Blog Posts
On naming (and not shaming) feelings 11 March 2018

Remember when your child was a tantrum throwing toddler and you would have no choice but to helplessly watch their storm of rage, frustration and upset run its painful course?

Do you ever wonder, now that your child has grown, where all those emotions went?

Have you ever asked your child what is wrong, only to be told ‘Nothing’ (when you know there is something) or ‘I’m just tired’ (when you know there is more to it)?
As we grow up, we learn to control our emotions. We no longer fling ourselves to the floor in front of the supermarket checkout because we have been denied chocolate (well, only on a very bad day…) we are able to pretend we quite like the awful birthday present our Aunt has given us, we manage to smile and congratulate the person who has just beaten us in a competition.
All of this is necessary for us to function considerately and move through our world in a socially acceptable way. We are pleased and relieved when our children manage this and, quite rightly, proud of the self control they begin to achieve.
The danger is, that sometimes, in the process of managing our feelings, we suppress them to the extent that we no longer know what they really are.

So your daughter just feels she ‘has a bit of a headache’ when her friend goes off with someone else at school.

Or, your son is a complete angel with his new baby sibling, but has started to wet the bed again after a year of being dry.

The trouble with difficult emotions is that suppressing them does not make them go away. They just tend to pop up somewhere else, in disguise, and are often more confusing and hard to deal with because of it.
Our children’s generation are facing an epidemic of mental health problems, including self harming – perhaps the desperate attempt to relieve emotional agony through physical pain. It is not just teenagers going down this terribly sad route – the problem is rocketing amongst the under 12s, with cases being recorded in children as young as 3.
If we are to protect our children from being consumed by such terrible and inexpressible emotional pain, a crucial first step is to raise them acknowledging – and accepting what they are really feeling.
So when they kick the board game over because they are losing, don’t just shout at them for being ‘naughty’.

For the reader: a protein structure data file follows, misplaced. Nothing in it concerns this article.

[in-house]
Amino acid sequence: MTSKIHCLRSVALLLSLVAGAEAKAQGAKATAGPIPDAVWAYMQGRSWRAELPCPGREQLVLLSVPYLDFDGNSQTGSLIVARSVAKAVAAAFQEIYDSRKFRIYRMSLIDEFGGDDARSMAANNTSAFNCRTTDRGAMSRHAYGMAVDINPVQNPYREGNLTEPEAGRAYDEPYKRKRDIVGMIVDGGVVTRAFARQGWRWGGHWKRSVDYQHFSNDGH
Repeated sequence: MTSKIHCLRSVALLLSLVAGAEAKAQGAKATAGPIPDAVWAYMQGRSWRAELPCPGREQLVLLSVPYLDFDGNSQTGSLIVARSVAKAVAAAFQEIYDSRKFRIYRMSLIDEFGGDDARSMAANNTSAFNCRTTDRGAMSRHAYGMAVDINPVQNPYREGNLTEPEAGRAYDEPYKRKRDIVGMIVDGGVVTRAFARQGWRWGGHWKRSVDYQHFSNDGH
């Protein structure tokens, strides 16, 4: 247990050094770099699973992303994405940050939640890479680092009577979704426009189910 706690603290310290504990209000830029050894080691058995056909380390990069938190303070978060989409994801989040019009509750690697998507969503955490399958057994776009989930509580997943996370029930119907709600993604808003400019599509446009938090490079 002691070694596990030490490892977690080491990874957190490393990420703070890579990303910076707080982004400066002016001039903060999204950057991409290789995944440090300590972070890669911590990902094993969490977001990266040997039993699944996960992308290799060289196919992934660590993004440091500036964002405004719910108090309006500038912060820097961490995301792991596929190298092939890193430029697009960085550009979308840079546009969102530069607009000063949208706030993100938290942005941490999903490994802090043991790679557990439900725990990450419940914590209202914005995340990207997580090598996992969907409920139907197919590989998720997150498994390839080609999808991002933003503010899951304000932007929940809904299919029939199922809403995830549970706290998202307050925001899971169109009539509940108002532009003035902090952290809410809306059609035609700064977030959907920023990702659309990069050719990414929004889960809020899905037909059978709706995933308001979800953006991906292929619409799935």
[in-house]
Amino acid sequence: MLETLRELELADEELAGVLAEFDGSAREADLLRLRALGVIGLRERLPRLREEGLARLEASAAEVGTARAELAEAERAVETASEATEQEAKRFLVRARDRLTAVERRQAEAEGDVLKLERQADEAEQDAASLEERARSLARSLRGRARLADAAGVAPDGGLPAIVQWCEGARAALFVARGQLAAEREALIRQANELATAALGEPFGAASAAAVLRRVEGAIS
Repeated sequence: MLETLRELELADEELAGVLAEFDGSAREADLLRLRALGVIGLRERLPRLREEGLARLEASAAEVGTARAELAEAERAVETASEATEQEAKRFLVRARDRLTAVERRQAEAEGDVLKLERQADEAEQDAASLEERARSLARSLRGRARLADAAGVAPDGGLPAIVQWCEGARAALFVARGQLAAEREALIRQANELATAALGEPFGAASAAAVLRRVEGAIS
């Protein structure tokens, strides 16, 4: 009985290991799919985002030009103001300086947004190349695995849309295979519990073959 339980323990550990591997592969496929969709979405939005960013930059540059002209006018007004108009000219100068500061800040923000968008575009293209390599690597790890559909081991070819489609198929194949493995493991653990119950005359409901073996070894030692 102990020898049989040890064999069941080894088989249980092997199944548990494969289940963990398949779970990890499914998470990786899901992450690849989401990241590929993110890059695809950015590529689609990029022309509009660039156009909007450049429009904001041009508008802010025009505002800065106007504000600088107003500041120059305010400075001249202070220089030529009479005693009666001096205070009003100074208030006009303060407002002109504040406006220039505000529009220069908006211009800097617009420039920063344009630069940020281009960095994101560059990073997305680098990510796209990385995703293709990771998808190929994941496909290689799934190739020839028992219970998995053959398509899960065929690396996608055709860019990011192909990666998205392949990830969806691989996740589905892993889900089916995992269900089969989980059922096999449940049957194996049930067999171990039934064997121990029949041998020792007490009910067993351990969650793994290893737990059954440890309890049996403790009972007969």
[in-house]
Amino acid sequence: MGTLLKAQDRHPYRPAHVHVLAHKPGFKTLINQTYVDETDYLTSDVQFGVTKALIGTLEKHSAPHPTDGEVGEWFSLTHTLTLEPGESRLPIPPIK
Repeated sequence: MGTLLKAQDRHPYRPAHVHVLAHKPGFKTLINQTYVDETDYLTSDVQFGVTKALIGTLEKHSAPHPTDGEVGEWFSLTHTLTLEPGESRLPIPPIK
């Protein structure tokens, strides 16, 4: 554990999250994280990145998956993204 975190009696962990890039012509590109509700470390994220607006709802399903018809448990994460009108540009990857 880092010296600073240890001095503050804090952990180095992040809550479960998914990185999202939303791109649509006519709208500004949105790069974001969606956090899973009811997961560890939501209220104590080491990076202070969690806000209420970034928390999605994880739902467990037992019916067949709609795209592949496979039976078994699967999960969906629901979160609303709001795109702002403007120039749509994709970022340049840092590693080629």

When they tearfully tell you everything is wrong, avoid saying ‘You are probably just tired’.

When they show signs of jealously towards a younger sibling, avoid rebuking them with ‘That’s not very nice!’

Instead, try treating such incidents as opportunities to discuss, and name, feelings. Have a policy of complete acceptance of any feeling whatsoever. Anger, rage, jealousy – all should be accepted, even welcomed, without judgement. Ask your child to try to describe how it feels in their body. Is it making their heart pound? Do they feel sick in their stomach? If you can, share with your child times when you have felt the same thing.
The simple act of naming, and accepting, an emotion can be a huge release valve. It can also turn an uncontrollable sensation of feeling ‘bad’ into something more manageable.
The next step is to make clear that whilst all emotions are welcomed and acceptable, we have to learn the proper ways to express them. So, kicking your brother is not ok. But telling him ‘I am so angry with you!’ and going off to use a punch bag for a while, is.
Throwing the ball over the fence because you were losing at football is not ok. But taking time out to go off and yell/cry by yourself or telling a parent how furious it has made you feel, is.
And feeling like the world will end because your teacher shouted at you, or your friend ignored you at lunchtime is not ‘silly’. You are not simply feeling that way because you are over tired. The feelings are powerful and upsetting and need to be expressed, perhaps by writing a letter (that may never be sent) drawing a picture, or role playing a conversation.
For parents, this will require large amounts of patience and tolerance. It can be hard work,
but it is worth it.

We inoculate our children against measles and mumps, but feel helpless in the face of protecting them against mental ill health. Perhaps here is a small and simple way of starting. Click here to see a short film on the subject.